• November 10, 2009 8:31 pm

      I’m the owner of that site. Care to tell me why it should be avoided in a public forum?

  3. David Hayes permalink
    November 19, 2009 12:08 am

    I gather Frank Martinez is counseling freelance writers to suck it up. That’s the status quo default attitude. Freelance writers did it for several decades & as a result nothing changed. I don’t believe the answer is to cave without a fight. Sure, Transcon publications will continue to find copy. With luck, much of it inferior to the work they used to get from their stable of pros. And those pros will have to carve out some alternative, possibly even non-journalistic work, to make up that income. Better that, though, than spend a lifetime being merrily bullied by a major corporation. I’m idealistic, or naive, enough to feel we may force at least some change by these actions. If not, we’ll find other work & have some pride. One can look back to the early pioneers who joined trade unions & risked union goons busting their heads because the principle was sound.

  4. 'ang t. huff permalink
    November 27, 2009 11:46 am

    Frank Martinez is an anagram for Transcontinental’s Director of Freelance Relations, Krram I.T. Fannez.

  5. Sera P. Hic permalink
    January 1, 2010 11:38 pm

    Greetings, Friends

    Good comrades — hey! A New Year greeting.
    Let’s toast oh-nine’s unprec’dented meeting
    Of minds and purpose, in good cause
    To defeat the egregious clause
    That would our copyright strip away
    With no compensat’ry hike in pay.
    United in our opposition
    To Trans-C’s Scrooge-ish position,
    We salute those writers brave enough
    To speak their minds, like dear ‘ang t. huff.
    Kim Pittaway, we’ll long remember
    Your bold stand last November.
    Rona Maynard, thanks so much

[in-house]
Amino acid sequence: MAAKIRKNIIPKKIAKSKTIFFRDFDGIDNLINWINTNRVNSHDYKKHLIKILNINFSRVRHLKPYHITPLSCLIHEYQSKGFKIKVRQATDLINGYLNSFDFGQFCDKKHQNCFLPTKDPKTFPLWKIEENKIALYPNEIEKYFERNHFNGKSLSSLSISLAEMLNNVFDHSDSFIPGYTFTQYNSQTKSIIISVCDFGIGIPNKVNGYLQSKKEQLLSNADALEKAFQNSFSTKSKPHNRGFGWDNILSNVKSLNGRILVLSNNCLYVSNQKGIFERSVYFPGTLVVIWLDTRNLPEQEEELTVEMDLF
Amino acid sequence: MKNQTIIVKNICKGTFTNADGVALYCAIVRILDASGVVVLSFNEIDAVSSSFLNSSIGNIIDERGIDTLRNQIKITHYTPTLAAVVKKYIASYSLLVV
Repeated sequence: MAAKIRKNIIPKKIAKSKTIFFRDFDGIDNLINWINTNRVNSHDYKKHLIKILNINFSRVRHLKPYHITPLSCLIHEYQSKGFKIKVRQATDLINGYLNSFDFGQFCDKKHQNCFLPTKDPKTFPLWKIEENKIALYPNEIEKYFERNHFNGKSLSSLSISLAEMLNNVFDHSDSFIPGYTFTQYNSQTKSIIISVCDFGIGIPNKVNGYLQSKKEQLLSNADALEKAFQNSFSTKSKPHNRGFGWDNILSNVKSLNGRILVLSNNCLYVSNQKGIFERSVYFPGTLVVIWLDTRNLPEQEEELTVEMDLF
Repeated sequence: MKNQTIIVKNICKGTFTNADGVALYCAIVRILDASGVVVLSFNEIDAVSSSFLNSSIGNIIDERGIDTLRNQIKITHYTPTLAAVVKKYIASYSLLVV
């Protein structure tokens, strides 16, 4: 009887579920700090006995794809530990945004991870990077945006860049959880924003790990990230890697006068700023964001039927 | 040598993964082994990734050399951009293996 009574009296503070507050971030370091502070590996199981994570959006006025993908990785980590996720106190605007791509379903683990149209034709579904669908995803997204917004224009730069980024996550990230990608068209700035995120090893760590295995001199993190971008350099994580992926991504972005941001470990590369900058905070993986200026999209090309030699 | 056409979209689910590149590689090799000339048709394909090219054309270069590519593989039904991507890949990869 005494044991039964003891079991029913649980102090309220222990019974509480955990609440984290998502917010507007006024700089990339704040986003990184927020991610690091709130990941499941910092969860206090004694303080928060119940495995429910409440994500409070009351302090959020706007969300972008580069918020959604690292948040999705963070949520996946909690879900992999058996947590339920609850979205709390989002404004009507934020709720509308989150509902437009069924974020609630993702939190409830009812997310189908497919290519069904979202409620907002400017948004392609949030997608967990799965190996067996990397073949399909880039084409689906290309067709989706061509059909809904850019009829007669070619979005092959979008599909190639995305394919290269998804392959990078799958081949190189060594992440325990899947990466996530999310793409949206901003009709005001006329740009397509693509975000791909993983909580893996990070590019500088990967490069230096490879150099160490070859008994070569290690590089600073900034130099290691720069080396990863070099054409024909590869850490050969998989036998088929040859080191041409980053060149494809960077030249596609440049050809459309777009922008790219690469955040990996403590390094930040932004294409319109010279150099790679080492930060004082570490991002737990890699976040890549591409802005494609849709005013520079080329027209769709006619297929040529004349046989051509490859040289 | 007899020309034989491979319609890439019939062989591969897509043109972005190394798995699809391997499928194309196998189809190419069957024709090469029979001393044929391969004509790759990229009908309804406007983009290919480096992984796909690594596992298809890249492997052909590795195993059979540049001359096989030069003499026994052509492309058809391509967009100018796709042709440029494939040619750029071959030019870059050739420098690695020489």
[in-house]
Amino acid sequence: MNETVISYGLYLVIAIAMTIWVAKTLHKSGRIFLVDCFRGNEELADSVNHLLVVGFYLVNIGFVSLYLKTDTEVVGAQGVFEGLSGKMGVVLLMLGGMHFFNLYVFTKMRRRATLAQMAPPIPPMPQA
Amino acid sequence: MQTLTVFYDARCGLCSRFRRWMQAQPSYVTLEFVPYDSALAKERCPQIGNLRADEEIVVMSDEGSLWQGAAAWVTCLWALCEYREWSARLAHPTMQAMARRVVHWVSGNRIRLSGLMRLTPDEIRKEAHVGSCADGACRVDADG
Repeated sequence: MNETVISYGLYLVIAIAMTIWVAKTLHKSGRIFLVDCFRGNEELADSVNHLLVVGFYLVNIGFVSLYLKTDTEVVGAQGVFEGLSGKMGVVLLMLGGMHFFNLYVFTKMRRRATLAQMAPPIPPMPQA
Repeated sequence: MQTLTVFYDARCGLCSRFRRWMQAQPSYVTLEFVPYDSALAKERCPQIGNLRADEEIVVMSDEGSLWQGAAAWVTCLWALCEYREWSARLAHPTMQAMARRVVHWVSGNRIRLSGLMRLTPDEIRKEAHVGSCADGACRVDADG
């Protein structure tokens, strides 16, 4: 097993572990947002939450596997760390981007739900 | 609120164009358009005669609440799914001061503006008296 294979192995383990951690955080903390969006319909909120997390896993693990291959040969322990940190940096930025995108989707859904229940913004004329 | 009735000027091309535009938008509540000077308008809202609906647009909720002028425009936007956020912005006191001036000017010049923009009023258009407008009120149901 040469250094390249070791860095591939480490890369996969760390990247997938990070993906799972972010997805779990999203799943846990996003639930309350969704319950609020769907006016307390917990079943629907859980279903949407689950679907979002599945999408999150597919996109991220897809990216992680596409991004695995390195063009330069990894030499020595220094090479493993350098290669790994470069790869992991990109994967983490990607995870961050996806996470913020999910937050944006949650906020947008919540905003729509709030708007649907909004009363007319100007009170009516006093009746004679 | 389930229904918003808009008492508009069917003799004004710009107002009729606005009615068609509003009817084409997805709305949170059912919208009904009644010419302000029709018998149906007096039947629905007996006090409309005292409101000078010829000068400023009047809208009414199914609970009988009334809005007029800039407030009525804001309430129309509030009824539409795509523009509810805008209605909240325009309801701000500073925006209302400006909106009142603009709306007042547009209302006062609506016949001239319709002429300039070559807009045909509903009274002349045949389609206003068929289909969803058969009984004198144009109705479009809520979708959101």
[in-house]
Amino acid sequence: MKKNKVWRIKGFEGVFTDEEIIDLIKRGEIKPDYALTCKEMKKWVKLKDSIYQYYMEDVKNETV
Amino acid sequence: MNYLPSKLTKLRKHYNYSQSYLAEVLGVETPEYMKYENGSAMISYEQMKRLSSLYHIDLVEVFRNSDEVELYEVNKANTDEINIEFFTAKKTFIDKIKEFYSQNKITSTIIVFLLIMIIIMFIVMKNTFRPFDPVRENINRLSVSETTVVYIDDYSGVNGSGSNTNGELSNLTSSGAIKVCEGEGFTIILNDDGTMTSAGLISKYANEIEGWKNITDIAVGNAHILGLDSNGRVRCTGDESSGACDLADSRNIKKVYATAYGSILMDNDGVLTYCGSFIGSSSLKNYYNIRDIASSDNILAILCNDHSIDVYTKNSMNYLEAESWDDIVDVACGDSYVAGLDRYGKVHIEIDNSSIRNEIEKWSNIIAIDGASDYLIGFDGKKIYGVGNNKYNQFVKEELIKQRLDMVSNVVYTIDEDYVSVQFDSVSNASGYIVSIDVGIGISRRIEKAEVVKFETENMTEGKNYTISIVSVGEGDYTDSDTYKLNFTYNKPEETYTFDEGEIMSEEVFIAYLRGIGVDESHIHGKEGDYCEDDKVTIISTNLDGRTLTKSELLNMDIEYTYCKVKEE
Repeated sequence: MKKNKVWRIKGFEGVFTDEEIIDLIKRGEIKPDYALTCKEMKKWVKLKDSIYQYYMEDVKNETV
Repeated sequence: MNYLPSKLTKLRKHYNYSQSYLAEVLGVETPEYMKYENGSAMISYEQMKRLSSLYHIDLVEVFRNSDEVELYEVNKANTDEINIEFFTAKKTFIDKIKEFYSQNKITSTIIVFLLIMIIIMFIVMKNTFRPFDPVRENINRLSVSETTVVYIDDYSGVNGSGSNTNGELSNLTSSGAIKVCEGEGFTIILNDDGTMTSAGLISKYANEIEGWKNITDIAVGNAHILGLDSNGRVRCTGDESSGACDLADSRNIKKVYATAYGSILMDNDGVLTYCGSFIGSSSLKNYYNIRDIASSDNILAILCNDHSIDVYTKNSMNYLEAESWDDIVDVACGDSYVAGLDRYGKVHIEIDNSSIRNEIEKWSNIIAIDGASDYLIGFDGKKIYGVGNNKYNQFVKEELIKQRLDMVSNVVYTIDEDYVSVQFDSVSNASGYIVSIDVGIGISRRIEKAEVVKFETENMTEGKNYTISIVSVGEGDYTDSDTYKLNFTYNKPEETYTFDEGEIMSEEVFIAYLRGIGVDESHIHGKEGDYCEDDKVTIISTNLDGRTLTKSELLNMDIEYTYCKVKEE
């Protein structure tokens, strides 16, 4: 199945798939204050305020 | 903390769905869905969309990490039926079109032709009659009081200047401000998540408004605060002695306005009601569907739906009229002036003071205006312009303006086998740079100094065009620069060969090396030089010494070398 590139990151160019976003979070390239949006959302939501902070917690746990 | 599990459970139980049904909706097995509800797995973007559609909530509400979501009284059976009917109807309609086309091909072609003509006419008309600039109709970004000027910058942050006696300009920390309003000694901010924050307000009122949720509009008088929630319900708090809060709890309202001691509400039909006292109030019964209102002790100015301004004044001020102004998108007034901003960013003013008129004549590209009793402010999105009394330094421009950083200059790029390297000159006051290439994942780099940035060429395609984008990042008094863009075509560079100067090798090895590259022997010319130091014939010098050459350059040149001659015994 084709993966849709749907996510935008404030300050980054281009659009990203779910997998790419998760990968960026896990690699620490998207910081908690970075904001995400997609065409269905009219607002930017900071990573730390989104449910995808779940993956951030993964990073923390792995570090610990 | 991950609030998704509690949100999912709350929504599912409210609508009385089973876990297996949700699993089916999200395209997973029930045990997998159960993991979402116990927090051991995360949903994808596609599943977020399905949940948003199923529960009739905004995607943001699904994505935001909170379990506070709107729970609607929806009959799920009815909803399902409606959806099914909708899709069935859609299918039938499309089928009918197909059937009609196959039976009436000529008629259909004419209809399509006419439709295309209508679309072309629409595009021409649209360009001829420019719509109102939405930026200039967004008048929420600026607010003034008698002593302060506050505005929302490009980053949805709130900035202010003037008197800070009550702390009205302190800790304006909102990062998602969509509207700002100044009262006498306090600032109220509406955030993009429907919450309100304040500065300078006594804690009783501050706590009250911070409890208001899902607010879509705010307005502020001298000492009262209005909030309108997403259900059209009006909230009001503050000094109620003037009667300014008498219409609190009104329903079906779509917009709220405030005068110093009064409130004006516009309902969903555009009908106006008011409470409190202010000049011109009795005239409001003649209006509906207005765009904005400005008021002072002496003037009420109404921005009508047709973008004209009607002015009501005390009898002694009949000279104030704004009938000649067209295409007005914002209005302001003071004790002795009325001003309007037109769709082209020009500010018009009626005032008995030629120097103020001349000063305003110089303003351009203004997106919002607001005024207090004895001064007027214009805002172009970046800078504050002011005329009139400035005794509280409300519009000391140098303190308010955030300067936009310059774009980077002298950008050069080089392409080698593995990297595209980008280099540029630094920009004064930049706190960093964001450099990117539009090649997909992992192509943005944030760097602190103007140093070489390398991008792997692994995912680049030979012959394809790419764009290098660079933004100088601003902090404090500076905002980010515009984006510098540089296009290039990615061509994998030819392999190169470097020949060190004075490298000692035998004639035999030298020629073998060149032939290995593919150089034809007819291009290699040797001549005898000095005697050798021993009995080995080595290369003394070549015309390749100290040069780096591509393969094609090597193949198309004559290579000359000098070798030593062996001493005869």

For coming through in the clutch!
    Friend D.B. Scott, we owe you big
    For your Respect and Remun. gig.
    Ann Douglas, we commend you, too
    For your decision to eschew
    The Canadian Living interview
    And to the boycott remain true.
    To David Hayes, a New Year blessing
    For his astuteness in addressing
    The root of our collective woe
    And urging no more status quo.
    Tanya! Mike! Derek Finkle!
    Let fortune smile and shine and twinkle
    Upon you all for your decision
    To demand a full recission
    Of contract terms so unforgiving
    They threatened our quite slender living,
    And put us ever in the thrall
    Of giant Transcontinental.
    Writers All., Newf’n Labrador,
    We positively you adore
    For inspiring freelancers in the ‘Times.
    Anne McDermid, these stutt’ring rhymes
    Accept as proof of gratitude
    For your supportive attitude.
    Cooke Agency! Fed. of BC Writers!
    Who’d have thunk you’d be such fighters!
    Journos indépendants du Québec,
    You stuck out your collective neck!
    Canadian Authors Association,
    Quebec Writers Federation,
    Plaudits for your très justes mots:
    We love to hear you say, “Mais non!”
    Westwood Creative! Sask. Writers Guild!
    On your foundation we will build
    Our hopes of better terms to come
    And thank you for not staying mum!
    And to all eds who secretly
    Regard our cause with sympathy,
    A heartfelt and resounding cheer
    And our best wishes for the year.
    Hip hip! For all who’ve ta’en the stance
    That it should pay better to freelance,
    And writers’ rights must be respected
    If their best work and will’s expected.

    We’re out of rhymes, the meter’s lagging,
    But our resolve is yet unflagging.
    We’ll stick together, stay on track
    And learn to watch our colleague’s back.
    In two-oh-ten, we’ll raise our standard ‑
    Win back our rights, Remy unpander’d.
    We’ll look back on our current plight
    As a necessary fight
    To win a better style of living.
    And once it’s won, we’ll be forgiving ‑
    But never forgetful of the need
    To stay on guard ‘gainst corporate greed.
    So to you, Frank Martinez,
    Along with all like-minded weenies,
    Our warm regards, no hard feelings.
    We’ll take it out in future dealings!